[This is one in a series of self-paced discovery exercises for library staff venturing into the social web.]

Welcome back. I’m terribly sorry I missed a week and left you hanging between Part 1 and Part 2 like that. If you’d like to review the basics of a blog, here’s an outstanding short video from the folks at the Common Craft Show: Blogs in Plain English.

MEANING FOR LIBRARIES

Individuals start blogs for many reasons. A family member coping with a medical condition or treatment might post progress reports with far less time and trouble than daily emails to individual family and friends. The same is true for people striving for a goal (running marathons, climbing mountains, losing weight, opening a business) or keeping a travel diary.

Libraries can help these individual bloggers by providing access, start-up assistance, and reasonable ongoing support. Your library might consider offering a blogging class for the public. If kept simple, even a novice can create an attractive blog and understand the basics within a single hour workshop.

Within the library world, Librarians use blogs to share ideas and experiences, prepare for conferences, and report news and issues from those conferences. Jenny Levine, The Shifted Librarian, is one of the masters of live blogging — describing a presentation while it’s still underway.

Libraries can dive into blogging as institutions, too.

  • An active teen group might consider keeping a blog to talk about upcoming events or rehash the last one.
  • Staff interested in reader’s or viewer’s advisory can review new books, movies, or music available at the library and solicit patron feedback. Reviews should be honest, though. Proudly book talk, sure, but be willing to rag on something that deserves it, too.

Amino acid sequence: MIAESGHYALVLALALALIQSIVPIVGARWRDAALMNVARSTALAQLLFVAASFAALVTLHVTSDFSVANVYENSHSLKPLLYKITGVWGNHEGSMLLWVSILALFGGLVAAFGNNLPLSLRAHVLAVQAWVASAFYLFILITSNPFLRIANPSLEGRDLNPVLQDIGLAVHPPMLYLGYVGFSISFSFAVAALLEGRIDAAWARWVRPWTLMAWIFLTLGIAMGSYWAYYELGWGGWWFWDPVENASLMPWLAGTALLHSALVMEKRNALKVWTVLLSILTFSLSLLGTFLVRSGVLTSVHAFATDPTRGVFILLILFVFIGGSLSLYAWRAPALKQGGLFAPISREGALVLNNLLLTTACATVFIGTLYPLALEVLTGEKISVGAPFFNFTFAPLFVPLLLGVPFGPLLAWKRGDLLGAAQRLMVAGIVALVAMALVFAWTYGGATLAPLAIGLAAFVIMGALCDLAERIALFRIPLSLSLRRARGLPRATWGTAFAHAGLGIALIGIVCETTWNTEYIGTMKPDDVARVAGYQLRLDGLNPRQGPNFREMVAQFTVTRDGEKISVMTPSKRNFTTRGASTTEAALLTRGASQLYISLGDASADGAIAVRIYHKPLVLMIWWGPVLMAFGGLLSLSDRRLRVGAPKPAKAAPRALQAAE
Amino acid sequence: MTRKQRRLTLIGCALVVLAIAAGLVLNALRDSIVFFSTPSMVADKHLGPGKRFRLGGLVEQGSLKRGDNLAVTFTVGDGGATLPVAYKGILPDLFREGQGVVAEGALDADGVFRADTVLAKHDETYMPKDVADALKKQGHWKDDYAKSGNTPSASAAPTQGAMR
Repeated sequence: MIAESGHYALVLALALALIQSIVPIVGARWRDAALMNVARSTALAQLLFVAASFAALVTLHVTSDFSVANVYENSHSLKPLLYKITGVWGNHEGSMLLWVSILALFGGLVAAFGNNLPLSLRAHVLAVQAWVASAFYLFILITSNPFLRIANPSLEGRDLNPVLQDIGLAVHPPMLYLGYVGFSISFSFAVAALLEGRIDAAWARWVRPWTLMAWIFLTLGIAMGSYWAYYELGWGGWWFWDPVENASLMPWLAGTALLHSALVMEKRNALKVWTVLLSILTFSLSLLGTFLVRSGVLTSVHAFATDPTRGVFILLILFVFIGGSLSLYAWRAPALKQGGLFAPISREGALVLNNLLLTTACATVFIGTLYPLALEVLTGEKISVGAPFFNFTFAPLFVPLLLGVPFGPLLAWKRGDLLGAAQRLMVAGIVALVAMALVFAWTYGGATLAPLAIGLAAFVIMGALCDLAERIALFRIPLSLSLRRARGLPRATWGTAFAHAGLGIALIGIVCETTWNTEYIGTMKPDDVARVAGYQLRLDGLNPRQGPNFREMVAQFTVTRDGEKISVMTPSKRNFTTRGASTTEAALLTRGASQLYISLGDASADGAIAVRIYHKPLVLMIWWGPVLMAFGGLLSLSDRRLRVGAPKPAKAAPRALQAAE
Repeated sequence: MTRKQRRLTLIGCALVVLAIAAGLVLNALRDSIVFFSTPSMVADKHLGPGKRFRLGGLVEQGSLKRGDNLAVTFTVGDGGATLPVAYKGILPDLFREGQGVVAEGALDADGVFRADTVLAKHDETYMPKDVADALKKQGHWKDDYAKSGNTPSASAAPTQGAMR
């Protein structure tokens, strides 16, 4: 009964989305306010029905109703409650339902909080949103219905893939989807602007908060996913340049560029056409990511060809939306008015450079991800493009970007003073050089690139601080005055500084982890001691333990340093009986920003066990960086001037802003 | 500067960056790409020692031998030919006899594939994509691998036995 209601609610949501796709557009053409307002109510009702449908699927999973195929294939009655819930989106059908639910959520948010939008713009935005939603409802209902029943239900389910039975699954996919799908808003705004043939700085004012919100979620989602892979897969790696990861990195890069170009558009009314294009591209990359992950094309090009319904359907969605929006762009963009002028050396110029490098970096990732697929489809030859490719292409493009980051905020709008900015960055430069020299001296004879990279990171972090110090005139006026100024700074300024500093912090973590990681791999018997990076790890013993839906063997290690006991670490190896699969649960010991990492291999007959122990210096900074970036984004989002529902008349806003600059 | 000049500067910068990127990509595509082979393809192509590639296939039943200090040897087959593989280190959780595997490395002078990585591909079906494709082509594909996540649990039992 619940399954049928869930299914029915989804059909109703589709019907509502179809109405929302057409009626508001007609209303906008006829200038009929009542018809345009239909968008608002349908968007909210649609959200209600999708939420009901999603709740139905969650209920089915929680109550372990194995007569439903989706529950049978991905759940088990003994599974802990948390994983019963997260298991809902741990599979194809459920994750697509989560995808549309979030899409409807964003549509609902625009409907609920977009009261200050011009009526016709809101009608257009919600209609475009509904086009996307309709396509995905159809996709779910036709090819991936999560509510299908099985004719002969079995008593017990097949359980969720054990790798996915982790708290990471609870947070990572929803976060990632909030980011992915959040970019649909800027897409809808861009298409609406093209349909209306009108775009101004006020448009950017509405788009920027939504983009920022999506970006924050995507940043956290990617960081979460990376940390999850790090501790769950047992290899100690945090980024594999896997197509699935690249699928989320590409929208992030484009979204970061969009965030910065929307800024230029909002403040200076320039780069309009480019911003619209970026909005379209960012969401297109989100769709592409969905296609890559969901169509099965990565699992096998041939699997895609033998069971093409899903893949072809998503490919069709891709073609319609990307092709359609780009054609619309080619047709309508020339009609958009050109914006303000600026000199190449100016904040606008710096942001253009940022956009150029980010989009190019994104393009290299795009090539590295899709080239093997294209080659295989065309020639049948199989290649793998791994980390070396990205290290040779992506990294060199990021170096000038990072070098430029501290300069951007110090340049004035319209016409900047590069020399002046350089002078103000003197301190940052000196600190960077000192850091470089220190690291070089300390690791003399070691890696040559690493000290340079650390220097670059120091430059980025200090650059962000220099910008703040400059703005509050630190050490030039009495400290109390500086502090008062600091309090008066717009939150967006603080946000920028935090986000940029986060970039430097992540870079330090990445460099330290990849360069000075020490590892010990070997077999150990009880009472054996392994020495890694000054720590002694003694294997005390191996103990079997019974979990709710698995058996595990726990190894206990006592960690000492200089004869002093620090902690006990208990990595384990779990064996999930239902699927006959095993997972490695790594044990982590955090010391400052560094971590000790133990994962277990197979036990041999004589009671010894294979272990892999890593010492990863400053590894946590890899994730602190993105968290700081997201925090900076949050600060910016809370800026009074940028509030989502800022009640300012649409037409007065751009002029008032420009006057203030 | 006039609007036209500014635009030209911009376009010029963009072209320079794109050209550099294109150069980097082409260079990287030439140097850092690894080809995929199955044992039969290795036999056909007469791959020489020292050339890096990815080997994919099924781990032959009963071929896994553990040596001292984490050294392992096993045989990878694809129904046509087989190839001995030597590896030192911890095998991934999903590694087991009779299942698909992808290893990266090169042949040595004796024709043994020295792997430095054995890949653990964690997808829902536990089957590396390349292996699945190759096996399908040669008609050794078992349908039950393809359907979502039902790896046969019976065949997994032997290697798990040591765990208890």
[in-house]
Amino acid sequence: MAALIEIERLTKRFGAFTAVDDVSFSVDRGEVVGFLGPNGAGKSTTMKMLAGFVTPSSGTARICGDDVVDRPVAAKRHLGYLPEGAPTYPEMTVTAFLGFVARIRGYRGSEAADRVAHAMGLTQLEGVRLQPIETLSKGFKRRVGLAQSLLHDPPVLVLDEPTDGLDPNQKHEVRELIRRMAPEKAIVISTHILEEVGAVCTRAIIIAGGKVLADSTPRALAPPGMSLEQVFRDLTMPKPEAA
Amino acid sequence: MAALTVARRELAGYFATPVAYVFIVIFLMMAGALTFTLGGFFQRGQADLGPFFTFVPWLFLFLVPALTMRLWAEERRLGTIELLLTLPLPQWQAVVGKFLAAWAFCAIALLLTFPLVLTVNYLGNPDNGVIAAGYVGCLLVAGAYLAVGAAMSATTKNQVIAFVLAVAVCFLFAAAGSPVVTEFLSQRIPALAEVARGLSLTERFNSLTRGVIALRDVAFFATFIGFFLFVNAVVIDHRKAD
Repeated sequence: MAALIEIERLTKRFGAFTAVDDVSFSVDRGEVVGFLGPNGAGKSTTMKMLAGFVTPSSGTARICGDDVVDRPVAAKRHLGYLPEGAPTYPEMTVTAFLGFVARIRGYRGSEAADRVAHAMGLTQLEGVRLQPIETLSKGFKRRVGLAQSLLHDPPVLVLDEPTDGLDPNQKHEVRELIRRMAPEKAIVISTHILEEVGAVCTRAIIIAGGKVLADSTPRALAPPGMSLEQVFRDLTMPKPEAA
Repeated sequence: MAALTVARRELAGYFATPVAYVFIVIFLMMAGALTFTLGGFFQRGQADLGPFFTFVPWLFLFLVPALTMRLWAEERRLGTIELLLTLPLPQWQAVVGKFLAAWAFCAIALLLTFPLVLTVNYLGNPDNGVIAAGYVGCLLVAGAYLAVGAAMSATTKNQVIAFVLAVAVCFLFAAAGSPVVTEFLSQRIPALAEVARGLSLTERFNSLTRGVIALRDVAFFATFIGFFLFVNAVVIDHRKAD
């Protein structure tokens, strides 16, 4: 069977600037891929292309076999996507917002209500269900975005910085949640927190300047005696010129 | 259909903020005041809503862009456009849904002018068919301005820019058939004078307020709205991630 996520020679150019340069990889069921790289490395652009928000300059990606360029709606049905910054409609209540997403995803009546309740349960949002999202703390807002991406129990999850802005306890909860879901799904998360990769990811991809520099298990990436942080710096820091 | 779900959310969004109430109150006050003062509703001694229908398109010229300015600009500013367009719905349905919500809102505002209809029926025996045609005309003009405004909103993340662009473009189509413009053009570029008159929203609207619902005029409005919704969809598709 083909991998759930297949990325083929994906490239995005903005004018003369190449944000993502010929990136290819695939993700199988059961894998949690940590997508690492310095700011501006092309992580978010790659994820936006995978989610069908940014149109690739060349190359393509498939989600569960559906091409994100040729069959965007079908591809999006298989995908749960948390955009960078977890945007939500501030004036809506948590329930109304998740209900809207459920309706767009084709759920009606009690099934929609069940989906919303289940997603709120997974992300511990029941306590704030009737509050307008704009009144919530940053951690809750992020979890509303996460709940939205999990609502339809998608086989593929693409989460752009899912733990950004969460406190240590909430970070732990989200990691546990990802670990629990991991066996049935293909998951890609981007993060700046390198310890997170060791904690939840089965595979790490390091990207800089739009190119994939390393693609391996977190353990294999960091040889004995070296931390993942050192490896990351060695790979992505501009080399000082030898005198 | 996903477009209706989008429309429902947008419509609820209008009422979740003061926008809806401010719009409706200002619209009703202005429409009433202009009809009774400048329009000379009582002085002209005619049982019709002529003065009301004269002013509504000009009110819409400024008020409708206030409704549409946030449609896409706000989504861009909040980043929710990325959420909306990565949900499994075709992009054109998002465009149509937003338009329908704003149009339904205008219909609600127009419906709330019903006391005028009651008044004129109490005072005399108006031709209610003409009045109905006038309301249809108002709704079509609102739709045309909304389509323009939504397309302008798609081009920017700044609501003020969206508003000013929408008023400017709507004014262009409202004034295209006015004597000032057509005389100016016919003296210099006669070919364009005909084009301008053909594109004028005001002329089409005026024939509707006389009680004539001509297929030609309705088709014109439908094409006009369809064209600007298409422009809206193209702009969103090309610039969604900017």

• Reference staff might contribute some chatter about new databases, tools, and invaluable resources.
  • Directors can become more connected to their communities by writing about current library issues (rearranging floor space, offering new services or programs, funding issues) in a conversational style. Tell the newspaper about it. The growing archive of transparent library operations could become an invaluable addition to their reputation.
  • My favorite idea for a blog: An employee of any rank with a talent for entertaining prose and a healthy awareness of the library’s need for decorum and patron privacy could amuse readers on any subject he/she cares to approach. (“Funny thing happened as we were packing up from storytime today…”)

These blogs need not reach a wide audience to be successful, but they will likely find a niche once they’re advertised and talked up at programs.

My personal belief is that blogs shouldn’t be viewed as tools unto themselves but as part of an overall interactive strategy; an extension of personal service in the library; informal communication with chance of feedback.

Of course, any blogs on the Internet might also attract readers outside your traditional service area. That’s okay. But local publicity and a steady focus on your target audience should maintain a healthy balance.

Want to browse more varieties? Ellyssa Kroski, the iLibrarian recently listed 18 Different Kinds of Blog Posts.

LEARN MORE BY PARTICIPATING

Think about a blog you’d like to create.

  • Consider a topic. This could be a fun topic you use as practice, or a serious topic you plan to develop fully. Some ideas: hobbies, crafts, pets, experiences, traveling, reading interests, music, faith, politics, issue advocacy, etc. Just make sure it’s something you feel comfortable discussing in public!
  • Consider your audience. Who would you like to read your blog? (Examples: family, friends, coworkers, library patrons, fellow hobbyists, anyone?)